I want (now) lớn go swimming (later)
    I enjoy (generally) swimming (something I've done in the past)

    Your question regards a "preference verb" - a verb that gives your opinion about something. Typical "preference verbs" are:
    like, love, hate, prefer, etc.

    Such verbs normally go with "ing" because they refer lớn something that you've experienced in the past.

    If you use them with "would" (as in some examples above) they go with the infinitive because they refer lớn something in the future (or hypothetical)

    However.....
    As Greenie and Rocstar have said already, they can be used with either "ing" or "infinitive" without "would".
    I find the "ing" sườn much more natural but consider this example:

    I hate telling people bad news
    (I've done it in the past and it's no fun)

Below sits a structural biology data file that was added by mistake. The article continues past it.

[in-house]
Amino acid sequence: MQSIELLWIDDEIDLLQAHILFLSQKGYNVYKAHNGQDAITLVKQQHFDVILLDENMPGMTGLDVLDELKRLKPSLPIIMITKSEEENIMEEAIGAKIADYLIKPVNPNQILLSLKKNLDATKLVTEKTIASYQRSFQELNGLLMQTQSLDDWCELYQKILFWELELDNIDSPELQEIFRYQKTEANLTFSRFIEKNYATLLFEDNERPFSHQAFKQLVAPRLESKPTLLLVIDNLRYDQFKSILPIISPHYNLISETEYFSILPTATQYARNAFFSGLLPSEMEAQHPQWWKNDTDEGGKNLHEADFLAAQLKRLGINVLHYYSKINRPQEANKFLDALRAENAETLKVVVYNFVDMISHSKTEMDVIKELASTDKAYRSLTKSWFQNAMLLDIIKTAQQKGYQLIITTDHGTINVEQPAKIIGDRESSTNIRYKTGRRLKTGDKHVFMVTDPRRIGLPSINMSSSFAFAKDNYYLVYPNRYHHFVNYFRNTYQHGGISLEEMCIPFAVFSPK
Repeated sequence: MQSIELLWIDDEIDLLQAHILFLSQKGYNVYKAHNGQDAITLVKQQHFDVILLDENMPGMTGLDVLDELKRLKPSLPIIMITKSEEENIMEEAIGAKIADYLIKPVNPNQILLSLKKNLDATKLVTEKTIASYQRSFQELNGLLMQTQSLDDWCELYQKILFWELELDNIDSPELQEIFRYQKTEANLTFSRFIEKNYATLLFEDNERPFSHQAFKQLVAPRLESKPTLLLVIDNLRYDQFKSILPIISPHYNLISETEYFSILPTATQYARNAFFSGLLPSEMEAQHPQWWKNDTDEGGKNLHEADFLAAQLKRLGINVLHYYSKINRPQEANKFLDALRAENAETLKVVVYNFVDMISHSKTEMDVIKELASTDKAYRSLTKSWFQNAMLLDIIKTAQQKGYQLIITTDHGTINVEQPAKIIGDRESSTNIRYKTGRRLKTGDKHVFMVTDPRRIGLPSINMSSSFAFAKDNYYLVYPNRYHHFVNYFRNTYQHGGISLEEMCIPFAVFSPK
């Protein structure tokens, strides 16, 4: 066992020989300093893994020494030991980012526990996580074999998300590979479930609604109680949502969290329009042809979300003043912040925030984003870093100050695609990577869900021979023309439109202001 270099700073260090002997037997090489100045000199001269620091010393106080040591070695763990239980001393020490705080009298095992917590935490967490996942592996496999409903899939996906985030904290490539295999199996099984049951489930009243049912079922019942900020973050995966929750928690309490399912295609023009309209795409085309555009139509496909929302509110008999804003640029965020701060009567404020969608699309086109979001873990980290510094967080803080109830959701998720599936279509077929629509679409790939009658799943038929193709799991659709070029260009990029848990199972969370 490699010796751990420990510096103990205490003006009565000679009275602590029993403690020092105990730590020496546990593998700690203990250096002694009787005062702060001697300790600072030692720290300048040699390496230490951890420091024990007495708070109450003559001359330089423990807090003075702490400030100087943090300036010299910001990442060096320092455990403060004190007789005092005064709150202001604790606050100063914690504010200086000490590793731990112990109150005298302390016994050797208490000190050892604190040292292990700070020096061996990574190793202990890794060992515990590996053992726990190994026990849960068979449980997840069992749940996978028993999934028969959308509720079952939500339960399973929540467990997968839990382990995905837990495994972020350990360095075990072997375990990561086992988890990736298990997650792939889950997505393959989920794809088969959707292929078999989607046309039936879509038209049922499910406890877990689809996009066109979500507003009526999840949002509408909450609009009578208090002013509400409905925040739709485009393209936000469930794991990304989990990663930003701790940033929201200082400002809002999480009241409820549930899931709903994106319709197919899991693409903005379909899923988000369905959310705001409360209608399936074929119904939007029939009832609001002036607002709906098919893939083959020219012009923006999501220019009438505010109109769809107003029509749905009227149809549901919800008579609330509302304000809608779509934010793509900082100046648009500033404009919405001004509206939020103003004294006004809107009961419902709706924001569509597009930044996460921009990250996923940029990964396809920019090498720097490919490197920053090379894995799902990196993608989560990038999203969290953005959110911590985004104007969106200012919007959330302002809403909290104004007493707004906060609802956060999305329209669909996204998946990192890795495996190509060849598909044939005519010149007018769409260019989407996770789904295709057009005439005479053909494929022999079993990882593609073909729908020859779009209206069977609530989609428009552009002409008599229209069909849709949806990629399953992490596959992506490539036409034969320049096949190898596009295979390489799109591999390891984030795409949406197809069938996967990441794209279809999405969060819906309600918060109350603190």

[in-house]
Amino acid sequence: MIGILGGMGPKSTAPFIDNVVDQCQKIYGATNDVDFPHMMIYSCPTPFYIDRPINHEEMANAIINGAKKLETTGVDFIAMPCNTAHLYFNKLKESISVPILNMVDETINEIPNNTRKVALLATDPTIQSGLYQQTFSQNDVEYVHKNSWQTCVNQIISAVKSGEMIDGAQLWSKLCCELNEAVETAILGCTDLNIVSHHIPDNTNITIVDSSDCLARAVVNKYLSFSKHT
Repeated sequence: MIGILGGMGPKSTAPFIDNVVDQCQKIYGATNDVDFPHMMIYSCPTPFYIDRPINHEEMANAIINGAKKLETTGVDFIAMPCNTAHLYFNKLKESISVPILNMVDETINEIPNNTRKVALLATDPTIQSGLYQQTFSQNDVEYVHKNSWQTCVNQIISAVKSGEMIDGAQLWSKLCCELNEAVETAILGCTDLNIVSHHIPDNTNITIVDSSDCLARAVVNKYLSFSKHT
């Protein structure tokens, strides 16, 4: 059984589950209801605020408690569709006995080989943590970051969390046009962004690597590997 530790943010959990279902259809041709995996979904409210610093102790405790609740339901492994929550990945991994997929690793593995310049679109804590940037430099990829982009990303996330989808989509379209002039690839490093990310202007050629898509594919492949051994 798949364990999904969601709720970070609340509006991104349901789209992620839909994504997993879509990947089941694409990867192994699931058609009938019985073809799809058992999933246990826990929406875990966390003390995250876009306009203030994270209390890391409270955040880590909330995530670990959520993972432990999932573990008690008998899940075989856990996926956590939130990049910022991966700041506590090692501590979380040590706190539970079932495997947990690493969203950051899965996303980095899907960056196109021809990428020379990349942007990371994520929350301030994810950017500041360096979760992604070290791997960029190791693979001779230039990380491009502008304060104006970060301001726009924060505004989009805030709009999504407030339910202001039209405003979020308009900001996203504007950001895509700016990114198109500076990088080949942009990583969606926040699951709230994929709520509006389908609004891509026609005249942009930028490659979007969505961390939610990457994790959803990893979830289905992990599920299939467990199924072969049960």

I hate lớn have lớn tell you this
    (I'm going lớn tell you some bad news and already I don't lượt thích the situation)

    According lớn my English grammar book: Hate (among others) is a verb that can be followed by either an infinitive or a gerund with little or no difference in meaning.

    I hope it helps!

    Rocstar

    I hate lớn disagree with Rocstar's grammar book, but Pozzo's analysis is correct. There is a difference in meaning along the lines in Pozzo's examples.

    With "love," I hear a subtler difference in meaning, and I can't quite put my finger on the difference. There is something more general in the example with the gerund.

    Ex:
    I love going lớn the movies.
    I love lớn go lớn the movies.